Climate Change Industry Insights Technology

How the media industry is in a unique position to reduce the internet’s CO2 impact

By Jesper Benon, co founder



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January 5, 2022 | 4 min read

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The climate crisis is more imminent than ever before, and this doesn't exclude the media industry. While professionals scramble to measure and reduce their impact by focusing on direct operational emissions, Jesper Benon, co-founder of SeenThis, argues for the urgent need to set common standards for indirect emissions stemming from digital advertising and provides concrete suggestions for next steps.

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All sustainability solutions must consider the triple bottom line: people, planet and profits

On par with the aviation industry, the internet accounts for more than 2% of global greenhouse gas emissions, highlighting the urgency for the media industry to take action. As opposed to being “somewhere in the cloud,” the internet consists of a physical infrastructure (data centers, content delivery networks, access networks, and more) that requires energy to operate. Furthermore, if we account for the CO2 emissions embedded in the building, maintenance, and end-of-life handling of this infrastructure, the share is even larger.

Every time a 200kB ad is sent or requested, data travels across the internet's physical infrastructure, contributing to greenhouse gas emissions. More importantly, indirect or scope 3 emissions like these are the largest within the media industry, with one media holding company actually stating that they account for 98% of total emissions.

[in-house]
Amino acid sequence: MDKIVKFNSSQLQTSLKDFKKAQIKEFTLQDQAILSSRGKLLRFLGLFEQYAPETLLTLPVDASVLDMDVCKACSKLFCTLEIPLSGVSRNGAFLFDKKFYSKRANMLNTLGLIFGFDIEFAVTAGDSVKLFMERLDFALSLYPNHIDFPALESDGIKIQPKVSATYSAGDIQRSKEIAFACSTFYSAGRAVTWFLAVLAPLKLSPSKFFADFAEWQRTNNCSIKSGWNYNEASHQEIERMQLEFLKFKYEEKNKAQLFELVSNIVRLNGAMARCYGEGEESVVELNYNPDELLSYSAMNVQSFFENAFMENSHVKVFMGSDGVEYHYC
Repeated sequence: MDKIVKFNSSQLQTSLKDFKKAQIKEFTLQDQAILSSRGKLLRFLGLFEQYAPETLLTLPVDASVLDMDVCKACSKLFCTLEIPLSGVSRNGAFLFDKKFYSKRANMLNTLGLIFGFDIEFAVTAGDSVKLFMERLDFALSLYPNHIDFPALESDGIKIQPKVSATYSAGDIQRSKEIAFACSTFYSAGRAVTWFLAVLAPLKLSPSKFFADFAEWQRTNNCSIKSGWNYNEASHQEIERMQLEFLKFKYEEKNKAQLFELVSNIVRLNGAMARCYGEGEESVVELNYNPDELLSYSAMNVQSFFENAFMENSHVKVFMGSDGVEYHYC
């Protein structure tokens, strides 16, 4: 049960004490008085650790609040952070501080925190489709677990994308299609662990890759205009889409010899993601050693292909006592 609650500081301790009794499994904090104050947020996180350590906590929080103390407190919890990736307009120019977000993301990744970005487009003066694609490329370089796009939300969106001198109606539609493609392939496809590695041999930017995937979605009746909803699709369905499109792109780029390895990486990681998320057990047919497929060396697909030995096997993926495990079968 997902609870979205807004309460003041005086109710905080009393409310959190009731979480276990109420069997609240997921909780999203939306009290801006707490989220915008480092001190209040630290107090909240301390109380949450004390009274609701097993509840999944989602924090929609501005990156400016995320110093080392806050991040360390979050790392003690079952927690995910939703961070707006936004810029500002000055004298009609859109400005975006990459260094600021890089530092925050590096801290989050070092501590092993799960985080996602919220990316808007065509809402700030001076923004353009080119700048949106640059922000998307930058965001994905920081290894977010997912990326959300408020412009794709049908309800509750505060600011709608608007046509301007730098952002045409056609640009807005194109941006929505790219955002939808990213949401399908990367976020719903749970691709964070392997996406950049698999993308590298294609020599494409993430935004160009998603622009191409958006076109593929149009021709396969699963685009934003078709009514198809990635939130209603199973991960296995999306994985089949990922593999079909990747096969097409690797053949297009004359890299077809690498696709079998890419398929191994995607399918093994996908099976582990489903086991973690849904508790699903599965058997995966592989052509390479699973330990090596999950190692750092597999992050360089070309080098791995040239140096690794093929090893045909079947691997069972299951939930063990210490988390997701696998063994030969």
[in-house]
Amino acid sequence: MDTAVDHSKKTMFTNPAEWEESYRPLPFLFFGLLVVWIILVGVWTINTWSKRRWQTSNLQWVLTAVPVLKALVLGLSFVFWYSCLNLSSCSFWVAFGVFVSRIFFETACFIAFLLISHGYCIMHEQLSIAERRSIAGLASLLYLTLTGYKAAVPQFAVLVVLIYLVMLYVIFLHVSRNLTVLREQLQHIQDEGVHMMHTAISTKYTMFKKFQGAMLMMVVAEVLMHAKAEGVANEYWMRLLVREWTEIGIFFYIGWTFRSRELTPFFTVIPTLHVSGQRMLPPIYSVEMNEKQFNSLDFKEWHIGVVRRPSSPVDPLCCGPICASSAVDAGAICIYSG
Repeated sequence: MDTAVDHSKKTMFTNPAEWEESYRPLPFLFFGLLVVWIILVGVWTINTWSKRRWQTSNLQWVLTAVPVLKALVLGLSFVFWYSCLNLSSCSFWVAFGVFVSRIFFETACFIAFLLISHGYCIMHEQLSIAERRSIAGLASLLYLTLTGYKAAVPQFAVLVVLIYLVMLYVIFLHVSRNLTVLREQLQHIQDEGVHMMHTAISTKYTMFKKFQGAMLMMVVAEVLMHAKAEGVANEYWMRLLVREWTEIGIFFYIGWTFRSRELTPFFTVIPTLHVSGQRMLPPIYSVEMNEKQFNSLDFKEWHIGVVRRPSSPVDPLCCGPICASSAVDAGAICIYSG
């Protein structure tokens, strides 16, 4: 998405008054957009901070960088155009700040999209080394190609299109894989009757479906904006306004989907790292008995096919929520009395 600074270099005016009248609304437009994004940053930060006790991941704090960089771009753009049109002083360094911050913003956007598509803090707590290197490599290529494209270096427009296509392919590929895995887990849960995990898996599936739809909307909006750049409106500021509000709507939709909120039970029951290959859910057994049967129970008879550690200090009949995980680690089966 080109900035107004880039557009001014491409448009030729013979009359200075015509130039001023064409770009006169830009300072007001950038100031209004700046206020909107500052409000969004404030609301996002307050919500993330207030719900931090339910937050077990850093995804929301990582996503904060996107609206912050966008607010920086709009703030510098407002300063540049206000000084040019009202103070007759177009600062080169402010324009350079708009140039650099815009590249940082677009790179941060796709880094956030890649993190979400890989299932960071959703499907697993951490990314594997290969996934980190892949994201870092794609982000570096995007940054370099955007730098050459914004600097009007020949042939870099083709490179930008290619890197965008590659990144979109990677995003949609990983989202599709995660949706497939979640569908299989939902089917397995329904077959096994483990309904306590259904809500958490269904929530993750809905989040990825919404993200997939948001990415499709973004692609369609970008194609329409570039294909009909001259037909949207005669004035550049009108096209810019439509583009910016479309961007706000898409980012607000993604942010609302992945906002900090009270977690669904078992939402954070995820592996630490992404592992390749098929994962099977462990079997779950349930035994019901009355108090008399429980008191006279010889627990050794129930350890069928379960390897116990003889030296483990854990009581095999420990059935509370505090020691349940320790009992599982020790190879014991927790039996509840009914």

When a global brand displays 40 billion 200kB ad impressions, this can generate up to 8,000 tons of CO2. Embedded in this calculation is a methodology that considers that one GB of data sent across the internet uses 1kg of CO2.

It is currently very difficult to measure these emissions, however, and even harder to systematically reduce them. The reason is that there are no widely agreed-upon standards for how to calculate this number. While some sources estimate 200g, others claim 3kg of CO2 is emitted from one GB data transfer.

The time to change that is now. As an industry, there must be a streamlined measurement and calculation standard. In our white paper found below, SeenThis outlines one approach and we ask that experts and industry organizations build on our methodology, so it can be transformed into an industry standard.

We cannot sit around idly waiting for all the answers before acting. Regardless of whether it’s 200g or 3kg of CO2, we know we can reduce these numbers, so why wait?

In fact, the media industry is uniquely positioned to tackle these data-induced challenges. This is because less data means faster digital ad load times and a better consumer experience — positive for brands and for click-through rates.

However, expecting data reduction to happen at the expense of campaign performance is naive, given the economic forces at play. All sustainability solutions must consider the triple bottom line: people, planet and profits. Thus, innovative technology solutions are needed to help reduce data transfer without a performance tradeoff.

By streaming static and video ads, SeenThis provides a solution with a much shorter load time and positive effects on any performance metric measured. Since streaming doesn’t start until the ad is in-view and pauses when it’s out of view, this reduces data transfer by up to 40%.

With setting common standards and implementing innovative technology solutions at the forefront of our priorities, we now invite the rest of the industry to join us — it’s the right thing to do for brands and the future of our planet.

For more detailed information on our approach and commitments to the movement, click here to download our white paper, The time to act is now: media industry’s unique position on reducing the internet’s carbon dioxide impact.

Climate Change Industry Insights Technology

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Since 2017, Swedish tech company SeenThis has been evolving screen experiences for everyone, everywhere. With its groundbreaking adaptive streaming technology, SeenThis...

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